Card catalog (cryptology) Information
Methods and technology |
---|
Locations |
Personnel |
Chief
Gwido Langer German Section cryptologists
Wiktor Michałowski
Chief of Russian Section
Jan Graliński Russian Section cryptologist
Piotr Smoleński |
The Enigma cipher machine |
---|
The card catalog, or "catalog of characteristics," in cryptography, was a system designed by Polish Cipher Bureau mathematician-cryptologist Marian Rejewski, and first completed about 1935 or 1936, to facilitate decrypting German Enigma ciphers.^{ [1]}
History
The Polish Cipher Bureau used the theory of permutations to start breaking the Enigma cipher in late 1932. The Bureau recognized that the Enigma machine's doubled-key (see Grill (cryptology)) permutations formed cycles, and those cycles could be used to break the cipher. With German cipher keys provided by a French spy, the Bureau was able to reverse engineer the Enigma and start reading German messages. At the time, the Germans were using only 6 steckers, and the Polish grill method was feasible. On 1 August 1936, the Germans started using 8 steckers, and that change made the grill method less feasible. The Bureau needed an improved method to break the German cipher.
Although the steckers would change which letters were in a doubled-key's cycle, the steckers would not change the number of cycles or the length of those cycles. Steckers could be ignored. Ignoring the mid-key turnovers, the Enigma machine had only 26^{3} distinct settings of the three rotors, and the three rotors could only be arranged in the machine 3!=6 ways. That meant there were only 105456 likely doubled-key permutations. The Bureau set about determining and cataloging the characteristic of each of those likely permutations. Each letter of the key could be one of partition number 13 = 101 possible values, and the 3 letters of the key meant there were 1030301 possible keys. On average, a key would find one setting of the rotors, but it might find several possible settings.
The Polish cryptanalyst could then collect enough traffic to determine all the cycles in a daily key. That usually took about 60 messages. The result might be:
He would use the lengths of the cycles (13^{2};10^{2}-3^{2};10^{2}-2^{2}-1^{2}) to look up the wheel order (II I III) and starting rotor positions in the card catalog. He would then use an Enigma to compute the un-steckered cycles:
By comparing the steckered cycles from the German traffic and the un-steckered cycles, the cryptanalyst can determine the steckers. In the example, the CF permutation has (e)(z)
and (e)(w)
. That requires that e
is unsteckered and a W-Z stecker. The cycles can then be aligned on e
and W-Z to determine other steckered and un-steckered letters.
(pjxroquctwzsy)(kvgledmanhfib)/(kxtcoigweh)...
(sjxroqtcuzwpy)(kngledamvhifb)/(kxucofgzeh)...
(!_____!_!**!_)(_!__=_!!!_!!_)/(__!__!_*=_)...
Where =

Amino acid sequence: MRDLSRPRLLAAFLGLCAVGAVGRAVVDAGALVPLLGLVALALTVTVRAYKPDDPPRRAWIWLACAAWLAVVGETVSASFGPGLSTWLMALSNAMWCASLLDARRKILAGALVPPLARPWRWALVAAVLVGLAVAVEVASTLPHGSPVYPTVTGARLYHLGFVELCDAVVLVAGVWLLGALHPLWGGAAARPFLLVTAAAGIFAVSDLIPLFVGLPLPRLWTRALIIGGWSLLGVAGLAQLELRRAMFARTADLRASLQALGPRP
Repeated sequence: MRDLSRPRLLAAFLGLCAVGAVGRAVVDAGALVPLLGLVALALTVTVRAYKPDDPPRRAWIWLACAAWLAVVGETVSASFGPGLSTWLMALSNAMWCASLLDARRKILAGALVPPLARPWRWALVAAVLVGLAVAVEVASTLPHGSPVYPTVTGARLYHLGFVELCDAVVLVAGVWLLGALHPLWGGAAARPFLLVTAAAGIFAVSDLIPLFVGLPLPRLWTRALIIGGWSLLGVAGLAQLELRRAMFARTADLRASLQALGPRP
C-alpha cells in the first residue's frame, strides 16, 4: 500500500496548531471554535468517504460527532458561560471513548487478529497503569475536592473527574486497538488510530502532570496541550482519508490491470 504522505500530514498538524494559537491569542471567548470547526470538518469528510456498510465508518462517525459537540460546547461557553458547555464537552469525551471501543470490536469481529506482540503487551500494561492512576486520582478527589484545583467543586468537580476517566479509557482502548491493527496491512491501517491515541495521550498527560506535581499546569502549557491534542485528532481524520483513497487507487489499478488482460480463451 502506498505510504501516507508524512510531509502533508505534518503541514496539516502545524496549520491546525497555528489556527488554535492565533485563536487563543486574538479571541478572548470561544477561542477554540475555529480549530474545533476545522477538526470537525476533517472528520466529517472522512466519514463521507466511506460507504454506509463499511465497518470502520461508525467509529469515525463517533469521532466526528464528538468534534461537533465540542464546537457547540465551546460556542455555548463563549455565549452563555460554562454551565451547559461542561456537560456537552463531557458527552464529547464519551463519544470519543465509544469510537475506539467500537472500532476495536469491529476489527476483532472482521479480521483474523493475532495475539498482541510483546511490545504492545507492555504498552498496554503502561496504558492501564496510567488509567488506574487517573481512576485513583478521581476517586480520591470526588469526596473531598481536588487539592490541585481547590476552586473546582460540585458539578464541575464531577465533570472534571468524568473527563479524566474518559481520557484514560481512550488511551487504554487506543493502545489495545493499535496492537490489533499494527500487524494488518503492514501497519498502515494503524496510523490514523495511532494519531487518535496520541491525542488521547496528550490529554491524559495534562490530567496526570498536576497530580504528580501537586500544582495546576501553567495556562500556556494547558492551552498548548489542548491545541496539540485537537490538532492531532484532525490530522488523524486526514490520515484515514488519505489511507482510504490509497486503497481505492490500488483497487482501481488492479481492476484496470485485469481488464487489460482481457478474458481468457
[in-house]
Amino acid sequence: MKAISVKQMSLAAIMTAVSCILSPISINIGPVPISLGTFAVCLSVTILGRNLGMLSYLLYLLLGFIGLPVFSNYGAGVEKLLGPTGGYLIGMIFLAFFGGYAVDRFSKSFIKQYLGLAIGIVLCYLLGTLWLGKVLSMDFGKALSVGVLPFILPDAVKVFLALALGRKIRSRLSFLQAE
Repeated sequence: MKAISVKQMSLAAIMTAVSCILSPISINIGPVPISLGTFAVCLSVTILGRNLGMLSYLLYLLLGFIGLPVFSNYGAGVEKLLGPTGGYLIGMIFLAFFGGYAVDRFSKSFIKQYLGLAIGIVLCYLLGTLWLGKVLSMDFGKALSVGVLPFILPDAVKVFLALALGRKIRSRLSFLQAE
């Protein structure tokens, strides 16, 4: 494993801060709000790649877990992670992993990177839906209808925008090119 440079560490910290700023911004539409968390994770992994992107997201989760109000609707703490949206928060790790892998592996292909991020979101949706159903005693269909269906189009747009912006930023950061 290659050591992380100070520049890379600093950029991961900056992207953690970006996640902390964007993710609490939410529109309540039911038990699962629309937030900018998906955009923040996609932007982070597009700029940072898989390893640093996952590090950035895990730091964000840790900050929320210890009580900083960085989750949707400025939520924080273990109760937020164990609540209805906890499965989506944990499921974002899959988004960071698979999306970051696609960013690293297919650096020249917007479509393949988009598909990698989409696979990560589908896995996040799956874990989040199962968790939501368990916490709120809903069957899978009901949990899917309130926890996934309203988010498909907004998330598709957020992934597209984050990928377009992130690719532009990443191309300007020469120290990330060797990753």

is a known un-steckered letter, *
is a known steckered letter, and !
is a newly discovered stecker.
Repetition produces the steckers A-M, F-I, N-V, P-S, T-U, W-Z.
Preparation of the card catalog, using the cyclometer that Rejewski had invented about 1934 or 1935, was a laborious task that took over a year's time. But once the catalog was complete, obtaining Enigma daily keys was a matter of some fifteen minutes.^{ [2]}^{ [3]}
When the Germans changed the Enigma machine's " reflector," or "reversing drum," on 1 November 1937, the Cipher Bureau was forced to start over again with a new card catalog: "a task," writes Rejewski, "which consumed, on account of our greater experience, probably somewhat less than a year's time."^{ [2]}
On 15 September 1938 the Germans completely changed the procedure for enciphering message keys, rendering the card-catalog method useless. This spurred the invention of Rejewski's cryptologic bomb and Henryk Zygalski's " perforated sheets."^{ [4]}
Notes
- ^ Marian Rejewski, "The Mathematical Solution of the Enigma Cipher," pp. 284–87.
- ^ ^{a} ^{b} Marian Rejewski, "Summary of Our Methods for Reconstructing ENIGMA and Reconstructing Daily Keys...", p. 242.
- ^ Marian Rejewski, "How the Polish Mathematicians Broke Enigma," p. 264.
- ^ Marian Rejewski, "Summary of Our Methods for Reconstructing ENIGMA and Reconstructing Daily Keys...", pp. 242–43.
References
- Władysław Kozaczuk, Enigma: How the German Machine Cipher Was Broken, and How It Was Read by the Allies in World War Two, edited and translated by Christopher Kasparek, Frederick, MD, University Publications of America, 1984, ISBN 0-89093-547-5.
- Marian Rejewski, "Summary of Our Methods for Reconstructing ENIGMA and Reconstructing Daily Keys, and of German Efforts to Frustrate Those Methods," Appendix C to Władysław Kozaczuk, Enigma, 1984, pp. 241–45.
- Marian Rejewski, "How the Polish Mathematicians Broke Enigma," Appendix D to Władysław Kozaczuk, Enigma, 1984, pp. 246–71.
- Marian Rejewski, "The Mathematical Solution of the Enigma Cipher," Appendix E to Władysław Kozaczuk, Enigma, 1984, pp. 272–91.